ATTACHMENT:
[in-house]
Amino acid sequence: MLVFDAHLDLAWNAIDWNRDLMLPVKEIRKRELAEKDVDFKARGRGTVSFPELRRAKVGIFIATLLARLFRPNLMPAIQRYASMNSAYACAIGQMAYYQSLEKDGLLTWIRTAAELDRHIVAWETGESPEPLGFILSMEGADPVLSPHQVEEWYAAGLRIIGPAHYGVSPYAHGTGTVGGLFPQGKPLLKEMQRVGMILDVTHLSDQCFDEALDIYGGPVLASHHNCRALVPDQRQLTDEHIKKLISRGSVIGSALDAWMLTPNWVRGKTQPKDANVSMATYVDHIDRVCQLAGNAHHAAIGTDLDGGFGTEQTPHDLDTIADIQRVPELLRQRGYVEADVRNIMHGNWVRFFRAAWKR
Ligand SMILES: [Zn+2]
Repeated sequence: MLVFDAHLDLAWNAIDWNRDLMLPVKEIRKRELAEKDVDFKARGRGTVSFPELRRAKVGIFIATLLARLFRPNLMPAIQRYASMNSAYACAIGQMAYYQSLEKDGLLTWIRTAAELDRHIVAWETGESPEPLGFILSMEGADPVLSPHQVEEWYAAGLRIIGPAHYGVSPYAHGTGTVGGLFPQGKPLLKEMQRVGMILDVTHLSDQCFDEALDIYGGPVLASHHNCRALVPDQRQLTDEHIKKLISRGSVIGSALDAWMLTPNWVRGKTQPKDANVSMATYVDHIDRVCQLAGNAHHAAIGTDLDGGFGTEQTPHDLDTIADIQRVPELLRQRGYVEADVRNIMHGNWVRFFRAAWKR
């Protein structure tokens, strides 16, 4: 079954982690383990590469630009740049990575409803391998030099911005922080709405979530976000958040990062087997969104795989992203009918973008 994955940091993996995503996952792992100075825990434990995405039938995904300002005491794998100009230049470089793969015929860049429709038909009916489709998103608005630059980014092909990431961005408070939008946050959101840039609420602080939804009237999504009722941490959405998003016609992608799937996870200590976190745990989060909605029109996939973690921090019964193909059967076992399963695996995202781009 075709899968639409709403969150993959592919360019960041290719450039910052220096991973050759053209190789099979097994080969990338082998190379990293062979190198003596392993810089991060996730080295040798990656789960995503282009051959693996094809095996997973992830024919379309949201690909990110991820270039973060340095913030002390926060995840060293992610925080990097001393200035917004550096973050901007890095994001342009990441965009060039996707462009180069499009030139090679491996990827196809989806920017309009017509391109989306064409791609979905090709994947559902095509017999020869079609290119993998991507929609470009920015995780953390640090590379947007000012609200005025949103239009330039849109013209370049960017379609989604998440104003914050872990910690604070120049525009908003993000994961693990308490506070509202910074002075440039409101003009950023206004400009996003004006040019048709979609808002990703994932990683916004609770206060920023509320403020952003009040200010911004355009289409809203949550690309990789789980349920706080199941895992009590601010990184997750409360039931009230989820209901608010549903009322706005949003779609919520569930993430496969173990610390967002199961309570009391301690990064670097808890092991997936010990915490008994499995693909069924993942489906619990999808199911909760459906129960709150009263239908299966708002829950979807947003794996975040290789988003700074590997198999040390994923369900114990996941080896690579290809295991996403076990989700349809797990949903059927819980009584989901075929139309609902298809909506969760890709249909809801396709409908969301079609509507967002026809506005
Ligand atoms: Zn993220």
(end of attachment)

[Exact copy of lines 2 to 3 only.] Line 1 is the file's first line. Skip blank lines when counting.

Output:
Amino acid sequence: MLVFDAHLDLAWNAIDWNRDLMLPVKEIRKRELAEKDVDFKARGRGTVSFPELRRAKVGIFIATLLARLFRPNLMPAIQRYASMNSAYACAIGQMAYYQSLEKDGLLTWIRTAAELDRHIVAWETGESPEPLGFILSMEGADPVLSPHQVEEWYAAGLRIIGPAHYGVSPYAHGTGTVGGLFPQGKPLLKEMQRVGMILDVTHLSDQCFDEALDIYGGPVLASHHNCRALVPDQRQLTDEHIKKLISRGSVIGSALDAWMLTPNWVRGKTQPKDANVSMATYVDHIDRVCQLAGNAHHAAIGTDLDGGFGTEQTPHDLDTIADIQRVPELLRQRGYVEADVRNIMHGNWVRFFRAAWKR
Ligand SMILES: [Zn+2]